Theresa May is not only putting peace in Northern Ireland at risk, but also the core values and beliefs of the United Kingdom. Across a multitude of policy areas, the DUP takes a hard-line and illiberal view.

‘I would not want abortion to be as freely available here as it is in England.’ These are the words of First Minister and DUP leader Arlene Foster, speaking to the Guardian in 2016. Northern Ireland remains the only part of the United Kingdom not covered by the 1967 Abortion Act, legalising abortion. The DUP has resisted liberal social reforms for decades, denying women reproductive rights and forcing them to either travel to the rest of the UK for an abortion, or risk buying abortion pills over the Internet, a process fraught with danger. Their religious fundamentalism runs so deep that even pregnancies conceived by rape or incest are not considered sufficient grounds for termination. Draconian laws mean that by exercising their reproductive rights, women in Northern Ireland could face life in prison, with abortion carrying the same sentence as murder.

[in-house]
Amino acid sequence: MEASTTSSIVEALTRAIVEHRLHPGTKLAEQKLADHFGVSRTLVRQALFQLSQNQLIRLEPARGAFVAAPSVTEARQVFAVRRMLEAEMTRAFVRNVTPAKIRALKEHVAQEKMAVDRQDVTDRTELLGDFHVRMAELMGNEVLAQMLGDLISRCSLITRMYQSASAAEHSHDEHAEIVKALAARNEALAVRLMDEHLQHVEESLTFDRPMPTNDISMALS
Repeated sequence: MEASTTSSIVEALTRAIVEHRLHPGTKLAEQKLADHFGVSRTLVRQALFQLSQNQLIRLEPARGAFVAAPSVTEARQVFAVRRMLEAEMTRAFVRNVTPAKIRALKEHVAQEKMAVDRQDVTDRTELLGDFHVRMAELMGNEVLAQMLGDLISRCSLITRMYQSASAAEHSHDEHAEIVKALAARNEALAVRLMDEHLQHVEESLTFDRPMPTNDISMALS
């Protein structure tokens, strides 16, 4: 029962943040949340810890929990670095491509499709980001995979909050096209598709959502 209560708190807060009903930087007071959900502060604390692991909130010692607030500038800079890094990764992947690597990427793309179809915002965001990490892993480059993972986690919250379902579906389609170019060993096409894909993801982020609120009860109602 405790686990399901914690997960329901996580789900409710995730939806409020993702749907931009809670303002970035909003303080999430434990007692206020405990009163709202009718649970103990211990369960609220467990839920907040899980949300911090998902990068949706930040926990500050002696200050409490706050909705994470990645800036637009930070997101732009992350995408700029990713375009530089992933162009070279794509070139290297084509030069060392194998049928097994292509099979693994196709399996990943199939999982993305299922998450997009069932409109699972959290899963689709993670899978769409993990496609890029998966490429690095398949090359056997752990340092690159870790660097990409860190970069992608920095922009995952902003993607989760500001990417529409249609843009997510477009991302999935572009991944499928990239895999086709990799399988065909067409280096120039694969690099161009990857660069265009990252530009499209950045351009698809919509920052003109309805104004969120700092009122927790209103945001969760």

The DUP shows its intolerant and illiberal colours when it comes to gay rights too. When gay marriage became legal in the UK, the DUP used a controversial veto called the ‘petition of concern’ to block the reform being implemented in Northern Ireland. This veto is designed as way to maintain power sharing, with either side able to veto legislation supported by a majority of MLAs. Using the ‘petition of concern’, and making gay marriage a ‘red-line’ in power sharing talks, highlights how the DUP would be willing to throw away decades of effort securing peace, to deny basic rights to the gay community.